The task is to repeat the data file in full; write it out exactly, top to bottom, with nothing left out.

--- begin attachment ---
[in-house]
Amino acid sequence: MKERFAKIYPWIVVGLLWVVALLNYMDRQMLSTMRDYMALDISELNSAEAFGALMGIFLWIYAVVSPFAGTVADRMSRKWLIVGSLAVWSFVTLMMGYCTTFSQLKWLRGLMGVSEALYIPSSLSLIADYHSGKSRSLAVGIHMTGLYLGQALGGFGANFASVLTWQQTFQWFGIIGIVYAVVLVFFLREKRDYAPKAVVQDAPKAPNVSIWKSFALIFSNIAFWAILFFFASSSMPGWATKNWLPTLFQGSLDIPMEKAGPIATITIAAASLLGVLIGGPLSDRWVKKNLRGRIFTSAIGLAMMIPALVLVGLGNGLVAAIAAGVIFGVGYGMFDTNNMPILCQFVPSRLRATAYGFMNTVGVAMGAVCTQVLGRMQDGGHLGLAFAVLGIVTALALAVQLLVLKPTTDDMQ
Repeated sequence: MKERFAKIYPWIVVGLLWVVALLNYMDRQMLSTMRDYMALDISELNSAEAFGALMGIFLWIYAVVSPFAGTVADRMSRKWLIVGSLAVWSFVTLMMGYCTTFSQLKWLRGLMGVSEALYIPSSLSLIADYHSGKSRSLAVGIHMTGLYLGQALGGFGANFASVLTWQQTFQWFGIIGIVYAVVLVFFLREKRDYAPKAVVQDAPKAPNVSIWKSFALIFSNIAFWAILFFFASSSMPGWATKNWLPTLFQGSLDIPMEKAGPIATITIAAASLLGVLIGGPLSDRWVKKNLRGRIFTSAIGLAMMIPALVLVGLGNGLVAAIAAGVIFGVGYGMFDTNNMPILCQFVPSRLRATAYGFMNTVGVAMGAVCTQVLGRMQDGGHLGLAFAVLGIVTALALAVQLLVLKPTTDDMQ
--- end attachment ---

[in-house]
Amino acid sequence: MKERFAKIYPWIVVGLLWVVALLNYMDRQMLSTMRDYMALDISELNSAEAFGALMGIFLWIYAVVSPFAGTVADRMSRKWLIVGSLAVWSFVTLMMGYCTTFSQLKWLRGLMGVSEALYIPSSLSLIADYHSGKSRSLAVGIHMTGLYLGQALGGFGANFASVLTWQQTFQWFGIIGIVYAVVLVFFLREKRDYAPKAVVQDAPKAPNVSIWKSFALIFSNIAFWAILFFFASSSMPGWATKNWLPTLFQGSLDIPMEKAGPIATITIAAASLLGVLIGGPLSDRWVKKNLRGRIFTSAIGLAMMIPALVLVGLGNGLVAAIAAGVIFGVGYGMFDTNNMPILCQFVPSRLRATAYGFMNTVGVAMGAVCTQVLGRMQDGGHLGLAFAVLGIVTALALAVQLLVLKPTTDDMQ
Repeated sequence: MKERFAKIYPWIVVGLLWVVALLNYMDRQMLSTMRDYMALDISELNSAEAFGALMGIFLWIYAVVSPFAGTVADRMSRKWLIVGSLAVWSFVTLMMGYCTTFSQLKWLRGLMGVSEALYIPSSLSLIADYHSGKSRSLAVGIHMTGLYLGQALGGFGANFASVLTWQQTFQWFGIIGIVYAVVLVFFLREKRDYAPKAVVQDAPKAPNVSIWKSFALIFSNIAFWAILFFFASSSMPGWATKNWLPTLFQGSLDIPMEKAGPIATITIAAASLLGVLIGGPLSDRWVKKNLRGRIFTSAIGLAMMIPALVLVGLGNGLVAAIAAGVIFGVGYGMFDTNNMPILCQFVPSRLRATAYGFMNTVGVAMGAVCTQVLGRMQDGGHLGLAFAVLGIVTALALAVQLLVLKPTTDDMQ